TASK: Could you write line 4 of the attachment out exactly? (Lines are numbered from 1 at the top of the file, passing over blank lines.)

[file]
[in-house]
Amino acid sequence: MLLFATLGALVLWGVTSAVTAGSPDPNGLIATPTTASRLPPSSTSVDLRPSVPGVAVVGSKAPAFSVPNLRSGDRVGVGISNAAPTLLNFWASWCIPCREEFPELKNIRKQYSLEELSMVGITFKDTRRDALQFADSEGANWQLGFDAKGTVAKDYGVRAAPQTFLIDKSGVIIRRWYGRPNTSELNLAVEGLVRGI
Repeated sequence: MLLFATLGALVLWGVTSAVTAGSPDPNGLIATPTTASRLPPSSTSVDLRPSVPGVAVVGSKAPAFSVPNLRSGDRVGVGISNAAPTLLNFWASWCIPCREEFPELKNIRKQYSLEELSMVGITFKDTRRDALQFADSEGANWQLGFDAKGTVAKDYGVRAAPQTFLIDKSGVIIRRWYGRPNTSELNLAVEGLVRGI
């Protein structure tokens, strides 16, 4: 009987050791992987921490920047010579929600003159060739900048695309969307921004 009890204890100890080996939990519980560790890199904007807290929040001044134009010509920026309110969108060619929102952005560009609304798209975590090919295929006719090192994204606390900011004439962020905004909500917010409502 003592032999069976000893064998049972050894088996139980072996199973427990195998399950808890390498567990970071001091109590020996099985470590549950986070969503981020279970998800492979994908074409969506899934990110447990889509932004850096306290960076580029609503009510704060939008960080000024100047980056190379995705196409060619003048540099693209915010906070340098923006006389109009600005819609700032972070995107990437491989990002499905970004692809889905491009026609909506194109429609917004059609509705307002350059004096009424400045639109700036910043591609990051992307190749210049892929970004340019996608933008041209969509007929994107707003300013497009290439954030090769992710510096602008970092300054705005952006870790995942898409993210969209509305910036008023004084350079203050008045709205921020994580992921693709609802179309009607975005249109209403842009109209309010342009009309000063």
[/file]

């Protein structure tokens, strides 16, 4: 009987050791992987921490920047010579929600003159060739900048695309969307921004 009890204890100890080996939990519980560790890199904007807290929040001044134009010509920026309110969108060619929102952005560009609304798209975590090919295929006719090192994204606390900011004439962020905004909500917010409502 003592032999069976000893064998049972050894088996139980072996199973427990195998399950808890390498567990970071001091109590020996099985470590549950986070969503981020279970998800492979994908074409969506899934990110447990889509932004850096306290960076580029609503009510704060939008960080000024100047980056190379995705196409060619003048540099693209915010906070340098923006006389109009600005819609700032972070995107990437491989990002499905970004692809889905491009026609909506194109429609917004059609509705307002350059004096009424400045639109700036910043591609990051992307190749210049892929970004340019996608933008041209969509007929994107707003300013497009290439954030090769992710510096602008970092300054705005952006870790995942898409993210969209509305910036008023004084350079203050008045709205921020994580992921693709609802179309009607975005249109209403842009109209309010342009009309000063």